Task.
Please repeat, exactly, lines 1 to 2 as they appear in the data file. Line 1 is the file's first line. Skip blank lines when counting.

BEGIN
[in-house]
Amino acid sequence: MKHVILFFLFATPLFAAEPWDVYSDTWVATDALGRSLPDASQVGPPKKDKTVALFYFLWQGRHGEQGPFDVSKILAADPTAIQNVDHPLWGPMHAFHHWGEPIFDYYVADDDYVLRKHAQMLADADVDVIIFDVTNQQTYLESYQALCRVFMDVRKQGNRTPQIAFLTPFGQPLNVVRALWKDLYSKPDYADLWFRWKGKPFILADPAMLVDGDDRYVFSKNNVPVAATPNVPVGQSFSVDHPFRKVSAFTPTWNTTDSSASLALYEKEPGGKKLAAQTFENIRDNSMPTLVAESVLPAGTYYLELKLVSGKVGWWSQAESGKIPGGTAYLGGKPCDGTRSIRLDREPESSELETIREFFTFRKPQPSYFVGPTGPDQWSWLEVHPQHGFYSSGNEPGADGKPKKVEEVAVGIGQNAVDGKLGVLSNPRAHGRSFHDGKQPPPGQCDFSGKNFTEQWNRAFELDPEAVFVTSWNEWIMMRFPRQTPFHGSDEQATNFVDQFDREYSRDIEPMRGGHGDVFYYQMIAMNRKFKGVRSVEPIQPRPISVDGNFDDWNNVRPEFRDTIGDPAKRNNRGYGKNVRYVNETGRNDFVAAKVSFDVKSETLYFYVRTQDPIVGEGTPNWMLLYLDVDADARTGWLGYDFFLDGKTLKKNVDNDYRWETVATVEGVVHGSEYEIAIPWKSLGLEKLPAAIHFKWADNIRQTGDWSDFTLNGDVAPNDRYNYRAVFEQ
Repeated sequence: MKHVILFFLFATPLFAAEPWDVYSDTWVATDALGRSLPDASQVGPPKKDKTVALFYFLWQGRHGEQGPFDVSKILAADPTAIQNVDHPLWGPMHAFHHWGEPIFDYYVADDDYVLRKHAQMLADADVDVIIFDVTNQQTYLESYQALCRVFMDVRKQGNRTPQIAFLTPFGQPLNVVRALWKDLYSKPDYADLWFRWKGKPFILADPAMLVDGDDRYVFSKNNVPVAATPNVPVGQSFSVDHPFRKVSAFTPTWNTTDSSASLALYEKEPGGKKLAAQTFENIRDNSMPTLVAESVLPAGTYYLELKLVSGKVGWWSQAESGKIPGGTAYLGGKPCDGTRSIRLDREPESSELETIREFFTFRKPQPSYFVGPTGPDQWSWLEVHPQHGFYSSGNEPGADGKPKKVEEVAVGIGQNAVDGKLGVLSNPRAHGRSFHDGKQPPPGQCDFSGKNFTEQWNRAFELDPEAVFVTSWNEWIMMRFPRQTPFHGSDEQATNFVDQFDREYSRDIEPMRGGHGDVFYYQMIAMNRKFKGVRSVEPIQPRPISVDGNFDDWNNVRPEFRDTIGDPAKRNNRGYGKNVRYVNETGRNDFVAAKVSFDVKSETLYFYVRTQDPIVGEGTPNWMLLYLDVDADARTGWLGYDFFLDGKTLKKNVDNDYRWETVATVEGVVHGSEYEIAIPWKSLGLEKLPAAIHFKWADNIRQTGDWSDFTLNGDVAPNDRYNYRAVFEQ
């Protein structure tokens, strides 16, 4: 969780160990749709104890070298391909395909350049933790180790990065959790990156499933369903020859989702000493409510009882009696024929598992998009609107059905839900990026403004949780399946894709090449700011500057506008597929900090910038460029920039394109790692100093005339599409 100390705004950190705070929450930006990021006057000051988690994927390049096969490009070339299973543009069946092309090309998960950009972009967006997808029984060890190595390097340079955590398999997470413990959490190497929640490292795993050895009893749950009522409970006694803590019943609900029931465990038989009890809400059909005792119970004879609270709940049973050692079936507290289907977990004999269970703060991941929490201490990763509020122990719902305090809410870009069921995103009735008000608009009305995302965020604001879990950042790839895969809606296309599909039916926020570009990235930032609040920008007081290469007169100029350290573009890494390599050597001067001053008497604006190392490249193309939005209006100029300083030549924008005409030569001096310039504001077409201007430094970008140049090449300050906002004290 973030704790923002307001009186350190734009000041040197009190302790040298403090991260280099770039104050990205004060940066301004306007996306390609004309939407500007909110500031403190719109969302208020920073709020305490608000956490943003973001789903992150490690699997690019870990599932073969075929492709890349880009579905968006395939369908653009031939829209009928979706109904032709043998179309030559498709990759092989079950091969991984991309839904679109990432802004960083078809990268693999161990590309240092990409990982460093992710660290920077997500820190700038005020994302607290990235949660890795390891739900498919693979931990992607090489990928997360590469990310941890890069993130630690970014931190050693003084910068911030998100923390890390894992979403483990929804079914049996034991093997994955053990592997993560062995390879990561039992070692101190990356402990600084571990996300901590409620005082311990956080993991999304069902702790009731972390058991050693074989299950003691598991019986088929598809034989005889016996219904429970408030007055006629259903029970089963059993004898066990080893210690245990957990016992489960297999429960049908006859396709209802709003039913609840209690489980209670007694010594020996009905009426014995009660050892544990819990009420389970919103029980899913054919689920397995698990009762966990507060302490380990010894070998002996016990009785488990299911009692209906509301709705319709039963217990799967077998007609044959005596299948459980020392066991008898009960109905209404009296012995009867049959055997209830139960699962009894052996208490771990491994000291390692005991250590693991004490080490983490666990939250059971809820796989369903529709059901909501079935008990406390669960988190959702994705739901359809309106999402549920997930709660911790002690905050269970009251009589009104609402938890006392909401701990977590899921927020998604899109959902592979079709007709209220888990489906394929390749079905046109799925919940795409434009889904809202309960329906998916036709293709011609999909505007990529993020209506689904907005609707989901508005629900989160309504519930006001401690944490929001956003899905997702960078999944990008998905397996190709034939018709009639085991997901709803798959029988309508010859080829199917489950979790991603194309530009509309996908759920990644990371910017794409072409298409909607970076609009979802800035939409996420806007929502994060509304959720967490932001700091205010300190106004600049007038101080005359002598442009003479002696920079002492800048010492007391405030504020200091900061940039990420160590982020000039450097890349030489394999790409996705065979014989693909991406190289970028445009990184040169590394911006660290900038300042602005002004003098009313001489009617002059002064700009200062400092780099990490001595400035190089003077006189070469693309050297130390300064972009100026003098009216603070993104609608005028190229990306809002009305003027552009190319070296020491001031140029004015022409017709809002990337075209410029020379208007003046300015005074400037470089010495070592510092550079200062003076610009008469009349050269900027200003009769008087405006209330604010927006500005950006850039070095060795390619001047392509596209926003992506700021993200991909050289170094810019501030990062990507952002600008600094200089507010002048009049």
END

[in-house]
Amino acid sequence: MKHVILFFLFATPLFAAEPWDVYSDTWVATDALGRSLPDASQVGPPKKDKTVALFYFLWQGRHGEQGPFDVSKILAADPTAIQNVDHPLWGPMHAFHHWGEPIFDYYVADDDYVLRKHAQMLADADVDVIIFDVTNQQTYLESYQALCRVFMDVRKQGNRTPQIAFLTPFGQPLNVVRALWKDLYSKPDYADLWFRWKGKPFILADPAMLVDGDDRYVFSKNNVPVAATPNVPVGQSFSVDHPFRKVSAFTPTWNTTDSSASLALYEKEPGGKKLAAQTFENIRDNSMPTLVAESVLPAGTYYLELKLVSGKVGWWSQAESGKIPGGTAYLGGKPCDGTRSIRLDREPESSELETIREFFTFRKPQPSYFVGPTGPDQWSWLEVHPQHGFYSSGNEPGADGKPKKVEEVAVGIGQNAVDGKLGVLSNPRAHGRSFHDGKQPPPGQCDFSGKNFTEQWNRAFELDPEAVFVTSWNEWIMMRFPRQTPFHGSDEQATNFVDQFDREYSRDIEPMRGGHGDVFYYQMIAMNRKFKGVRSVEPIQPRPISVDGNFDDWNNVRPEFRDTIGDPAKRNNRGYGKNVRYVNETGRNDFVAAKVSFDVKSETLYFYVRTQDPIVGEGTPNWMLLYLDVDADARTGWLGYDFFLDGKTLKKNVDNDYRWETVATVEGVVHGSEYEIAIPWKSLGLEKLPAAIHFKWADNIRQTGDWSDFTLNGDVAPNDRYNYRAVFEQ